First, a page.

Generic ADHD Medications: Events In the News 2009 to 2022

ADHD generic medication news 2009 to 2022

This post reviews events in the news related to ADHD generic medication—as reported here at the ADHD Roller Coaster.

Since 2009, I’ve felt it important to educate readers about generic ADHD medications. That’s when this post first appeared on this topic. The distinctions between brand and generic—especially with novel delivery system drugs—remain relevant today, in 2022.

To save money, many people with ADHD take generic medications. Is this a good idea? That depends on the medication—and the person taking it. A medication such as Strattera does not depend on a fancy delivery system. In comparison to novel delivery-system drugs such as Concerta, Strattera lends itself better to a generic (atomoxetine).   Even then, much depends on the generic manufacturer.

In This Post:

I recap events from 2009 to 2022, offering links to my other articles on this topic:

  1. 2009: Consumer Reports recommends avoiding brand ADHD medications (lest children get “hooked”)
  2. 2009: Major story questions “bio-equivalence” on a generic of psychiatric medication Wellbutrin
  3. 2014: Inspired by the FDA-downgraded generic of Wellbutrin, I opened an FDA MedWatch complaint
  4. 2017: The circus comes to town with a clown car of Concerta generics.
  5. 2019: Journalist Katherine Eban’s book “Bottle of Lies” exposed practices of modern “Big Generic”

But First: Generic Not Always “Exactly the Same”

Physicians—and pharmacists—tend to assure patients that generics are “exactly the same” as brand. Only cheaper. Unfortunately, that is not always case—sometimes dangerously so. With ADHD medications, in particular, the most effective dosing tends to be precise.

For example, say you do best on 36 mg of Concerta. With the generic version, however, the effective ingredient legally has 20% wiggle room, up or down. That means you could get significantly more than 36 mg. Or significantly less.

To be sure: Some people do perfectly well on generic stimulants and atomoxetine (brand name Strattera).  They do well to monitor the manufacturer, though. Pharmacies can change suppliers at any time. One manufacturer’s generic won’t necessarily work as another manufacturer’s generic. Most people—and their prescribers—won’t think about medication as the key variable. Especially if they believe “generic is exactly the same as brand.”  They might look to every other factor but that.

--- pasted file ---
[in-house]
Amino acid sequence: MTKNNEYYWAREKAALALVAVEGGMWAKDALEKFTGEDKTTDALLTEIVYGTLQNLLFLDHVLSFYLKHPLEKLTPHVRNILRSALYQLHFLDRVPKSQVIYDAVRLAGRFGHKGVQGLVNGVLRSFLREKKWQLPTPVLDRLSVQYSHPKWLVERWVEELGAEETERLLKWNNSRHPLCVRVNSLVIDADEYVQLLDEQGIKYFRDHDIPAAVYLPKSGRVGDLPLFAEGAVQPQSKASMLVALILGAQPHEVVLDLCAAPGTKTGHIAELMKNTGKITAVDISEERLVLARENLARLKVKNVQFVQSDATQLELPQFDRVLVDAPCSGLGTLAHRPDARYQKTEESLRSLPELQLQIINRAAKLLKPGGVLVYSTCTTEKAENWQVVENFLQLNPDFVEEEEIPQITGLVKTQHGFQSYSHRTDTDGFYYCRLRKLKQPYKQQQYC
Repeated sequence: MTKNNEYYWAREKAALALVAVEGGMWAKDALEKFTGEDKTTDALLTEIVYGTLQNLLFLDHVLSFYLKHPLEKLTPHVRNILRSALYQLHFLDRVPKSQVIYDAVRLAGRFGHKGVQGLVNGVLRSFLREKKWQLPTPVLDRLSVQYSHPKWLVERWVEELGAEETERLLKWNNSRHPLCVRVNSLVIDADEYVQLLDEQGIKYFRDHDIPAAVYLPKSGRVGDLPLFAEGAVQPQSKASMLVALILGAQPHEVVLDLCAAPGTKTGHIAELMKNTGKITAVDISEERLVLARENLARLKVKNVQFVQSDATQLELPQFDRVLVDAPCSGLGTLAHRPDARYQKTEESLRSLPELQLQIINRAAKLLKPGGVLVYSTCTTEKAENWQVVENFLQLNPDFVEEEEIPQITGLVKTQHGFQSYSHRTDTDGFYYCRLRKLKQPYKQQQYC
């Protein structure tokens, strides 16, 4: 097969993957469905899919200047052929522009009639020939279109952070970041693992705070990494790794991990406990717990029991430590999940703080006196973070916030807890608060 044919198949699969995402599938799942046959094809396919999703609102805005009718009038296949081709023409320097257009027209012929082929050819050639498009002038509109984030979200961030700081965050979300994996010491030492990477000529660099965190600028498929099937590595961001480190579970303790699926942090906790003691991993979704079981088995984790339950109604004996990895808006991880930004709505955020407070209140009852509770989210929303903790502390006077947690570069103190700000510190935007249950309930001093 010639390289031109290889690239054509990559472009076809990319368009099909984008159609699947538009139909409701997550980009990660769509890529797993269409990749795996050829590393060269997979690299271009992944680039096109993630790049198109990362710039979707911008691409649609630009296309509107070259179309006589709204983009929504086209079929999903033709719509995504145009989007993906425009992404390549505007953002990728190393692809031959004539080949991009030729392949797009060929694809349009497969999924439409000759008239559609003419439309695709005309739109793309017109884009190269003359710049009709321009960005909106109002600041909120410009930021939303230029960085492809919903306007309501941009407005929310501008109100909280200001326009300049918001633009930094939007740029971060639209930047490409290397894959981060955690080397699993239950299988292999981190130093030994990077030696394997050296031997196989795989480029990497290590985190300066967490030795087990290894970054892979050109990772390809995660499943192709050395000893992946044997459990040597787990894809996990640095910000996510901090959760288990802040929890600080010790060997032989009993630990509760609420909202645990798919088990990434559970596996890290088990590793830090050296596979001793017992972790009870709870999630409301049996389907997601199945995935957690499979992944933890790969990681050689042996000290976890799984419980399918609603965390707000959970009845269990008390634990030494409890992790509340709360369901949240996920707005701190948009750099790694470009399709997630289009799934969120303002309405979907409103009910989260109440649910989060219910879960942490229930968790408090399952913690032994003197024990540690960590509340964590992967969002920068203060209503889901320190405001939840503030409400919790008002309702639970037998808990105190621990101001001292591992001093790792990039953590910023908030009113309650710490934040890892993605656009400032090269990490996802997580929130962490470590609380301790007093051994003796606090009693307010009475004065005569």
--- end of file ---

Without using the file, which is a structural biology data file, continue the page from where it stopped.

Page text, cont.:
Here’s a major reason you want to know about these potential differences. If you start ADHD treatment with a generic, to poor response, you cannot know if it was the generic that caused the problem. Perhaps you’d have done better with the brand version. If you never try the brand, you and your prescriber might conclude you can never take that drug.  It’s not wise to eliminate options based on faulty data. Yet, I hear about this happening constantly.

Consumer Reports ADHD medications

1.  Consumer Reports Slams ADHD Brand Rx in 2009

I first reported on this topic in 2009: Consumer Reports on Autos? Yes. On ADHD Medications? No!

Fast-forward to 2022: I help readers to stay current with the ongoing search for Concerta’s authorized-generic (the brand marketed at a generic price)—or at least finding ways to get brand more economically. The most recent post:  Authorized Generic Concerta Update

[advertising; not endorsement] [advertising; not endorsement]

Back to 2009: A Consumer Reports press release was the catalyst: Parents: Don’t rush Children to Adderall, Concerta, Strattera.

The magazine known for its reviews of cars and appliances was now issuing medical advice. Bad medical advice. First, i didn’t know any parents who were “rushing” their children to these medications. Most were extremely cautious—some to their child’s detriment.

Even more shocking, though: CR actually warned consumers away from brand-name medications for ADHD. Yes, you read that correctly.

Their rationale? Brand-name medications are too costly and unnecessary. But more importantly: Your child can get “hooked” on these brand medications? (But not the generics of them? Can you believe how ridiculous that is?) I explain more at the post.

Pharmacologist Joe Graedon, of The People's Pharmacy
Pharmacologist Joe Graedon, of The People’s Pharmacy

2.  People’s Pharmacy Tests Wellbutrin Generic

Later in 2009,  The New York Times article (Not All Drugs Are the Same After All) backs up the points I made earlier in the year. Some snippets:

  • “There is a gnawing concern among some doctors and researchers that certain prescription generic drugs may not work as well as their brand-name counterpart.”